Monday, July 7, 2008

Student & instructor feedback- we want to know your pros and cons

Foundry Workshop: Overall Review- chime in now, students & instructors
After several weeks of down time, fielding emails, talking to staff/instructors and students, about this year’s event, etc its time to do a little housecleaning. Being our first year, we know we did some things great- and some things weren’t so great.Some of this was clearly our fault, and some of that which wasn’t so great was beyond our control- operating in a foreign environment, even when you arrive early and as prepared as you can, will throw some curveballs at you. So, Ill start with the goods and bads, and feel free to chime in students and instructors. The only thing I would ask is to KEEP IT CIVIL. Bitch all you want, but be nice about it.As one instructor, who will remain nameless, said “it was $500, and you got to go to Mexico City for a week with some great teachers and peers- what do you expect for $500 ?”

First off I will say we are making some fairly significant changes next year (expect to be in south Asia, end of July), based on student and staff feedback. The photo-j world can be very opinionated, even downright argumentative and derisive (as if LS’ers dont know that already!) and Ive gotten exact opposite feedback from instructors and students about various elements of the workshop. Since there is no way to make everyone happy, we will just try and stick to our original intentions and streamline and format from there.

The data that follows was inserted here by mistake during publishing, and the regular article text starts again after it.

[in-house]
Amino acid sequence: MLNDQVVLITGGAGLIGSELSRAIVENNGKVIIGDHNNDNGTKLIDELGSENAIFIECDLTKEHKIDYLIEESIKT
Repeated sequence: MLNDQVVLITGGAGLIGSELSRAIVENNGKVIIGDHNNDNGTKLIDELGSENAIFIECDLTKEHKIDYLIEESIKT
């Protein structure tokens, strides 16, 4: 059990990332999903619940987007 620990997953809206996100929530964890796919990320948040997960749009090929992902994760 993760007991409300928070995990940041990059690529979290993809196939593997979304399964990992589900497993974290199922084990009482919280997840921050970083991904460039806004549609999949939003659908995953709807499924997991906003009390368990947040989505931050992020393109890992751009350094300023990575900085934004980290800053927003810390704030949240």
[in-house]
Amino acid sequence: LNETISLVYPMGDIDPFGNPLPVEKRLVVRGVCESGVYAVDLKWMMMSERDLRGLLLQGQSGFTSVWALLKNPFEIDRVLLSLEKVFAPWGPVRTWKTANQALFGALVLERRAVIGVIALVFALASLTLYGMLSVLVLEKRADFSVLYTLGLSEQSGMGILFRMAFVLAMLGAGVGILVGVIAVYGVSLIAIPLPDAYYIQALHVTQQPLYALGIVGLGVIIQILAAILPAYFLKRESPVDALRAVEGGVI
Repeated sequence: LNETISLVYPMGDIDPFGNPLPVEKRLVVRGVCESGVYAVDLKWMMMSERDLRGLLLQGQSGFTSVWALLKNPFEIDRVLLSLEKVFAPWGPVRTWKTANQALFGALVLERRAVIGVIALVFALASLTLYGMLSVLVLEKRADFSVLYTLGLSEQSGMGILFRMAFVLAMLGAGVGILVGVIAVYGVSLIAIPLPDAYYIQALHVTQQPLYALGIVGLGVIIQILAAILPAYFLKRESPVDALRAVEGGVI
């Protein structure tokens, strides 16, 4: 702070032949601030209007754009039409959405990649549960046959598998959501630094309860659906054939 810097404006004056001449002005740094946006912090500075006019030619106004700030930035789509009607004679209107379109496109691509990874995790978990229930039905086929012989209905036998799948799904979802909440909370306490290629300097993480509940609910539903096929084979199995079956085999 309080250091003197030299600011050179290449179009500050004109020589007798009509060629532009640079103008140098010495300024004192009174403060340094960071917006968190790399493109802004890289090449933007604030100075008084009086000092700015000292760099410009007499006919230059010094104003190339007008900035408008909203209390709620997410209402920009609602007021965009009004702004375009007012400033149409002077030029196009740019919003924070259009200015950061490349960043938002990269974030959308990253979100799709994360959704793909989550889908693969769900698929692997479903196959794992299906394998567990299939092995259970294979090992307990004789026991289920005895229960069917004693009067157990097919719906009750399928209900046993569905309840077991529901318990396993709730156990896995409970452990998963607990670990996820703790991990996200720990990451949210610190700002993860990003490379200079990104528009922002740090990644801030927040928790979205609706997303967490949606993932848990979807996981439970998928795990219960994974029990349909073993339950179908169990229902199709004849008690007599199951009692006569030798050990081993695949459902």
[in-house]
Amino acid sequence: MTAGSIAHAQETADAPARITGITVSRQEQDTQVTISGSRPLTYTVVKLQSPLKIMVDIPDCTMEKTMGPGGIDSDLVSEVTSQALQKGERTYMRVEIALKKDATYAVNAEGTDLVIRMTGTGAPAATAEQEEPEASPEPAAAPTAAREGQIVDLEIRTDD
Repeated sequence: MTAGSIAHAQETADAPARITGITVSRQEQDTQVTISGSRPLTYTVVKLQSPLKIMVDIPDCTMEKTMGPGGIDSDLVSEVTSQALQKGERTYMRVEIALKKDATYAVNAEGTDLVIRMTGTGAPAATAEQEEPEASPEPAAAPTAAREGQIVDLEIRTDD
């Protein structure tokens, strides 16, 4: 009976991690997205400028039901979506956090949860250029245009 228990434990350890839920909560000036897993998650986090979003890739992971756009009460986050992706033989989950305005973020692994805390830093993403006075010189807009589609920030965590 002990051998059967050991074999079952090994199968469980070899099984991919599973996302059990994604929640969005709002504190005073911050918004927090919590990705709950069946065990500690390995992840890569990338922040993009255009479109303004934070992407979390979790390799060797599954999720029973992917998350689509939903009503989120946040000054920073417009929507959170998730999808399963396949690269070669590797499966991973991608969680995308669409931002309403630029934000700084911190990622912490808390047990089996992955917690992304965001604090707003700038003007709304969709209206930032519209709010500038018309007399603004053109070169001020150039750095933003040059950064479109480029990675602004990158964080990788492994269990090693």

a. created a great community
b. saw awesome work from teachers and most importantly students- this can be seen on the blog
c. one class got to try out M8s in the field
d. created an event for students and locals who otherwise would not have been able to afford such an event (this has been hotly debated, but since I know the financials, I can attest to it with numbers)- over 70% of locals attended on scholarship for reduced or free tuition.
e. students had great portfolio reviews from great teachers
f. student feedback, one on one time and instructor- student help was phenomenal. Some classes were too big and this made it difficult, but overall I think alot of folks got a lot of strong feedback and we able to push themselves in their work, no matter their level/
g. some people got work out of it
h. some people realized they dont want to this as a living but as a hobby- just as important a revelation IMO
i. alot of the mystique around photo-js- the cult of personality and fame- was dissipated and students met and befriended their idols as human beings, and saw their strenghthes, weaknesses and frailties-and made connections and friends in the industry
j. gave away alot of scarves
k. we provided ALOT of beer
l. mazing panel discussions, with much candor, wit and insight.

a. some classes were TOO big. We will have caps in future events.
b. ability levels were all over the map- this will be addressed with differing levels of classes in the future, that students will need to apply for /portfolio into, with direct contact between teacher & student before the workshop begins.
c. staffers came- this was an issue, since the workshop is really for students and locals (local staffers- we want them.) who cant afford more expensive workshops. Its not really designed for those already making their living as staffers on a paper. We cant be having people come for a cheap workshop when they could afford a more traditional one. That will kill us, and we will have protocols in future events to prevent that from occurring.
d. too much of a party atmosphere- this is debatable whether good or bad. some loved it some hated it. some want a more intimate and intense approach, some dont. so we are working to create a mix of both at next years event.
e. venue needs a/c- absolutely!!!